Reflation by the Fed is the economic cure

It looks bad, it is bad, and it will probably get worse. But don't presume Armageddon is coming

IT HAS now been over a year since the devaluation of the Thai baht unleashed what is still known as the "Asian crisis" but what is, in reality, a global economic crisis without parallel since the end of the Second World War.

Russia's financial and economic meltdown can now be seen as the last brick taken out of the wall. Russia, per se, is not of significance in any world economic model but it has monumental political significance. It has acted as a catalyst, forcing international investors and banks to recognise and understand the danger of deflation that is at the heart of this global crisis.

In this last week, global credit and liquidity conditions have tightened considerably as interest rates in credit and sovereign markets have surged. What we are now seeing is the ugly spectacle of systemic financial dislocation. US and European stock markets, which have been in denial for much of the past year, have now started to capitulate. It looks bad, it is and it will probably get worse but we do not have to presume that Armageddon is just around the corner. The time is ripe for the US Federal Reserve to rise to the occasion as custodian of the world's reserve currency and kick-start global reflation. The economic research team at Warburg Dillon Read dared such a prediction in January this year, but we had no real sense then how rapidly the world economy would deteriorate.

Until this week, I was not optimistic that the Federal Open Market Committee (FOMC) as a whole was any closer to this point of view than the Bank of England's Monetary Policy Committee (with one or two exceptions). But I believe that change is now waiting in the wings.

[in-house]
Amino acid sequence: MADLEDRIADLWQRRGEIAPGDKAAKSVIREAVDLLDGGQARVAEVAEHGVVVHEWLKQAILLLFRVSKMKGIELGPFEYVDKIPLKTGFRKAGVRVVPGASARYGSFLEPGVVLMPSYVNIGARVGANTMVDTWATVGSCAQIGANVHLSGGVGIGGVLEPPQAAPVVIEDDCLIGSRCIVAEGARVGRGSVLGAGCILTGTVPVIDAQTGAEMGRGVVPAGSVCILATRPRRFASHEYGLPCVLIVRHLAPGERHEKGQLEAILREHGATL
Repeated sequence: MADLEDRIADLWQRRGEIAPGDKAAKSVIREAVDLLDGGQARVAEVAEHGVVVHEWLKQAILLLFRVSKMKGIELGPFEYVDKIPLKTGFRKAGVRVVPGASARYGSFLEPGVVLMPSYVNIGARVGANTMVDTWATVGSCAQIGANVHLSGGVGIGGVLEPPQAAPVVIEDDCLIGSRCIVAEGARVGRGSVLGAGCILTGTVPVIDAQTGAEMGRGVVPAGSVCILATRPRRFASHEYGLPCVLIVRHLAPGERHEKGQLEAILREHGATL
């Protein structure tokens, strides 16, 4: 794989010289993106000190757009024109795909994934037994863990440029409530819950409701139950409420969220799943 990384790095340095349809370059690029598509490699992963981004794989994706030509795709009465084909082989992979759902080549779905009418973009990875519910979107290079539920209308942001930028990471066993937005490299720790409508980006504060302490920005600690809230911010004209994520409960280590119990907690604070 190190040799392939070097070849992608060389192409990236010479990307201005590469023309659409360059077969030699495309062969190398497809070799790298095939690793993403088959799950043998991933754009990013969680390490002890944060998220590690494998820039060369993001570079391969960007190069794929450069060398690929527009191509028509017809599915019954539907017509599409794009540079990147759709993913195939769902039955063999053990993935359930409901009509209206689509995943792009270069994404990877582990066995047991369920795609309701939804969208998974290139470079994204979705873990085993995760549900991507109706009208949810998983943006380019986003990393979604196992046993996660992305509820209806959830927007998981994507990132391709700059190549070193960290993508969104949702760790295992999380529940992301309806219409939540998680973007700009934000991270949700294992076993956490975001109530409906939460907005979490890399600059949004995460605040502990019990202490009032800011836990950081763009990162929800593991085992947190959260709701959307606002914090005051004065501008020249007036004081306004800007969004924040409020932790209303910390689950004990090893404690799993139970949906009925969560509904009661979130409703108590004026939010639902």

There has been a central bank and market view that as soon as Asia stabilises, inflation pressures will emerge and the Fed and other central banks will have to tighten monetary policy. But this contains a structural contradiction. Asia and Japan, other emerging nations, commodity and stock prices and manufacturing industry won't stabilise until the Fed eases monetary policy. This summer we are seeing a number of rearguard policy initiatives, notably from the Japanese and Hong Kong authorities, designed to fight the fundamentals that are leading to a potential Armageddon scenario. However, the economic and financial asteroid hurtling towards us is still on course, and the only financial Bruce Willis on call resides in the Federal Reserve building in Washington DC.

Despite a stable yen recently and the attempts of the Honk Kong Monetary Authority to support the Hang Seng index, the long end of the US Treasury bond market continues to reach for ever-lower yields, and UK gilts and European bonds are on fire. On the other side of the risk spectrum, stock prices are now tumbling. The emerging market bond yield spread over US bonds, at nearly 1,600 basis points, is more than twice as big as it was at the height of the Asian crisis last October and November.

With Russia knocked out, the focus has switched to Latin America, notably Venezuela and Brazil. But there are still perfectly good reasons to worry about policy failures in Japan as regards financial industry reforms and the reflation of aggregate demand. There are also good reasons to worry about policy failures in China and Hong Kong despite official pronouncements and actions of late. Last but not least, we should watch the knock-on effects of the Asian and emerging markets crisis for banks, particularly - but not only - in Europe.

This doesn't have to involve anything more critical than a pulling in of horns. One of the catalysts for the 1930s depression, after all, was an abrupt withdrawal of international lending and the slump in world exports - and we have early signals that both may now be occurring.